Liam Byrne might have thought he was being funny leaving a card on his desk saying there was no money left as he left office as Labour’s Chief Secretary to the Treasury. Actually Liam, it was arrogant, poor politics and sums up why people might not vote Labour back to power in 2015.


However the polls are looking good for Ed Miliband as he arrives in Manchester and people are starting to take Labour seriously again. So this week’s conference needs to give us some idea where the party stands on the major issues of public finances and growth.


Rachel Reeves now shadows Liam Byrne’s old job and made an impressive appearance at a Downtown event in Liverpool a year ago. What we need from her and Shadow Chancellor Ed Balls is not a detailed budget but some financial principles.


All political parties are already looking to the post 2015 years. George Osborne wants £10bn more cuts. Nick Clegg’s Liberal Democrats made it clear at their conference they won’t be bound beyond 2016. What will Labour do, reverse such cuts or stick with them? The public sector unions are waiting for an answer in Manchester.


Public sector reform is looming as a massive issue. Blair said he had scars on his back when he wrestled with this issue. But the economy in 1997 was very different from now. Councils and the health service are going to have to do things differently. Will we hear Labour’s meaningful thoughts on this in Manchester?


What Labour won’t need if they get back to power is a rerun of the Blair/Brown feud in the shape of the two Eds. Shadow Chancellor Ed is prone to defend Gordon Brown’s record. Ed Miliband points out that Labour presided over widening inequalities. The rivalry isn’t intense yet but the potential is there.




While I was in Brighton, I attended some meaty fringe meetings. Meaty in the sense that the Lib Dems were trying to get to grips with two key issues for the future. Do they disengage from the Coalition at any point and what are the prospects of partnering with Labour after 2015?


On unzipping the Coalition, Tim Farron was not a fan. He’s the Party President and I think a potential leader. The Westminster scribes write him off probably because he comes from the North and will always look a bit young. Farron told a fringe meeting that breaking up the Coalition would just let Tory Ministers in and would lead to the accusation that the Lib Dems were unreliable allies who couldn’t stay the course.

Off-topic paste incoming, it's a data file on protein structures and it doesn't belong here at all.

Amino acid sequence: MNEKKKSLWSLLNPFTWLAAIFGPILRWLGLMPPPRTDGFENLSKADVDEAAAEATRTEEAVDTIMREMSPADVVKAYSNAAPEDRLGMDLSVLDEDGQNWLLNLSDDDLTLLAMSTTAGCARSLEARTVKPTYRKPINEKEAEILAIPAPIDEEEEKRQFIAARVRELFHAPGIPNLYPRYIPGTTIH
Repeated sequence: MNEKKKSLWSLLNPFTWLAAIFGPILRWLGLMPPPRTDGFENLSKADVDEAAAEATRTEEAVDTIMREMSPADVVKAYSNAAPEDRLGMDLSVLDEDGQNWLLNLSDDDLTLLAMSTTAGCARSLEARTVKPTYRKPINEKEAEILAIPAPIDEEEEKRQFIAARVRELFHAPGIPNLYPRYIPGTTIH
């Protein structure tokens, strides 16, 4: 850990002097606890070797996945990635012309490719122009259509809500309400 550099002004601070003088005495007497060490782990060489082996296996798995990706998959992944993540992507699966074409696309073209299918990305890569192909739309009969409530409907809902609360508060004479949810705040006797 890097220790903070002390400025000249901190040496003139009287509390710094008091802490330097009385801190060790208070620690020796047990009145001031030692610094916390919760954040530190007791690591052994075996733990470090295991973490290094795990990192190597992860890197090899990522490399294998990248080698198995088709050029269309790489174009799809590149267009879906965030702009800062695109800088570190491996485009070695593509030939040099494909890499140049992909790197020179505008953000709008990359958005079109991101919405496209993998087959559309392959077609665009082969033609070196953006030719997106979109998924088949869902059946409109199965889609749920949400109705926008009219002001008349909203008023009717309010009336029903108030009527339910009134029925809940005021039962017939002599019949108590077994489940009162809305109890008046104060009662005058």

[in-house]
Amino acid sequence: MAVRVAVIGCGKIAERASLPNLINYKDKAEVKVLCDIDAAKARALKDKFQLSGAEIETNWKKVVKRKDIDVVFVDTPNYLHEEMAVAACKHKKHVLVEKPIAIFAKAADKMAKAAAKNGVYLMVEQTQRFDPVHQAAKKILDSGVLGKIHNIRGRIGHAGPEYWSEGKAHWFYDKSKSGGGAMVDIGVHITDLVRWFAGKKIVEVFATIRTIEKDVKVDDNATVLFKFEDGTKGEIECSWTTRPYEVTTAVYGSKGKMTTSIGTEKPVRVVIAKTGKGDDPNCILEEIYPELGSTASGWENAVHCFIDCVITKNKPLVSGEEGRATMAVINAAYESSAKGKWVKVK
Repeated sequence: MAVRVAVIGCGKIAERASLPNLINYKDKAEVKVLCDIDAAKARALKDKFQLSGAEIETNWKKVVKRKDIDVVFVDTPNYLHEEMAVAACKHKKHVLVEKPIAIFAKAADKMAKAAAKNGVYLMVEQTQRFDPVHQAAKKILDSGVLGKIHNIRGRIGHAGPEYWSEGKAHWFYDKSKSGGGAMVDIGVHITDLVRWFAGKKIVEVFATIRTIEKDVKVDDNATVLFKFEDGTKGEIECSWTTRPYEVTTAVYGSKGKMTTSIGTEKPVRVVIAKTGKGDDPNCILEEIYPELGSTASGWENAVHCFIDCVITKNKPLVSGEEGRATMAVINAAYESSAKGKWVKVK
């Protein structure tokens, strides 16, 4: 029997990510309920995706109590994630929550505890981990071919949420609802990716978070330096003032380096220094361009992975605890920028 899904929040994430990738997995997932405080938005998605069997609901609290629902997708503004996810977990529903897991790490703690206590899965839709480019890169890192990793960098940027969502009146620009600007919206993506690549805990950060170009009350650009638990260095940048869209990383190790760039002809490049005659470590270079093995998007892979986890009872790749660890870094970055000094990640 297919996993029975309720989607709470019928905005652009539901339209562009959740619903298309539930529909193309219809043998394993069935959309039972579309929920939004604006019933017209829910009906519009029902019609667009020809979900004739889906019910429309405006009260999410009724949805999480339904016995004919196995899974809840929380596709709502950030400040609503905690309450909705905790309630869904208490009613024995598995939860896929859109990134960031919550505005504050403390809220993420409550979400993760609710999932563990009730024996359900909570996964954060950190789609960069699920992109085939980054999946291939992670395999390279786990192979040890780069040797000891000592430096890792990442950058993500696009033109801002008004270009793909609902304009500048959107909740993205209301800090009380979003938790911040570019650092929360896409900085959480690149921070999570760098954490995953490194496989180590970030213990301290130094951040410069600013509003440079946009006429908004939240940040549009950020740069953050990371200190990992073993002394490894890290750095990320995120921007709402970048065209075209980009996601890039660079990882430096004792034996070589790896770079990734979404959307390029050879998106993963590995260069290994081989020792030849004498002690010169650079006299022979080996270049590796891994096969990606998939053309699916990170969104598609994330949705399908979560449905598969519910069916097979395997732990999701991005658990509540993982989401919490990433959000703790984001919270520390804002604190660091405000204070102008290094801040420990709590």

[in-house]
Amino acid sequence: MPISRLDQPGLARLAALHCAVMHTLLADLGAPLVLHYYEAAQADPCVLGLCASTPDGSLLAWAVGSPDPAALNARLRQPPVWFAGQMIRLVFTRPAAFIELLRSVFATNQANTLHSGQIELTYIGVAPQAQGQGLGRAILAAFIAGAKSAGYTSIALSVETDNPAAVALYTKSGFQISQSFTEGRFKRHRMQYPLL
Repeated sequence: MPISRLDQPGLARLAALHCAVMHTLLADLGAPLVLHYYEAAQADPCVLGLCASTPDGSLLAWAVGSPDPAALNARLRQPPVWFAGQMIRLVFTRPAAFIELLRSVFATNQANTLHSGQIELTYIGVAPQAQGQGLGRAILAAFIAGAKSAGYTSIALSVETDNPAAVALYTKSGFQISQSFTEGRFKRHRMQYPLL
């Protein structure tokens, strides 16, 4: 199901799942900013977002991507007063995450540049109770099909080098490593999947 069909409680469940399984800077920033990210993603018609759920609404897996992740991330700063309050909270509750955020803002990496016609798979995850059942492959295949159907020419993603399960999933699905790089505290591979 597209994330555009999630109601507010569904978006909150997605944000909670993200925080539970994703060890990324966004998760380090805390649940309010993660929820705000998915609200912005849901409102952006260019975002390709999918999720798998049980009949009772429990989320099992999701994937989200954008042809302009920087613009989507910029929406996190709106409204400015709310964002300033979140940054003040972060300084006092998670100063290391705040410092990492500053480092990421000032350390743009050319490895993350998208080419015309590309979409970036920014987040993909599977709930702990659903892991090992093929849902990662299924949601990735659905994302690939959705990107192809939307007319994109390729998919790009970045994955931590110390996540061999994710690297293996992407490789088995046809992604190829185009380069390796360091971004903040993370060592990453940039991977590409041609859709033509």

Caroline Lucas, the Green MP for Brighton was at the fringe and felt the Lib Dems should get out fast. The cuts were bringing real hardship to the most vulnerable in our society and the Lib Dems were doing serious damage to their reputation by staying in the Coalition she asserted. Making the Tories less nasty didn’t do it for her.


Lord Chris Rennard who cut his teeth in Liverpool politics in the 1970s was against breaking up the Coalition but did believe Lib Dems had to differentiate themselves in the next two years.


Another fringe looked at the possibility of a deal with Labour if there is another hung parliament. Here in the North it’s easy to think that the Lib Dems are natural allies of Labour and what we are witnessing now is an aberration. But down south many rural Lib Dems lean to the right. Nevertheless Labour’s Lord Adonis and MP John Cruddas got a warm reception at the fringe I attended on the prospects of a future Lab-Lib Dem Coalition.


Adonis confessed he wished Labour had introduced the Lib Dems’ pupil premium but overall felt the premise on which the Coalition was founded was shattered. The Tories had got their austerity cuts but the Lib Dems had not secured the constitutional reform they craved.


It was left to former leader Ming Campbell to make the wisest point. Lib Dem and Labour politicians might be texting each other and getting on well but the whole thing could founder on policy.


Quite rightly Ming cited Labour’s political opportunism that had wrecked Lords’ reform. It was a policy Labour had been committed to for years and yet they were prepared to scupper the legislation over the number of days needed for debate in the Commons.


By the way, let’s not hear any more about the southern venues being much more congenial for party conferences from a weather point of view. Blackpool strength winds and Manchester volumes of rain poured down on us.

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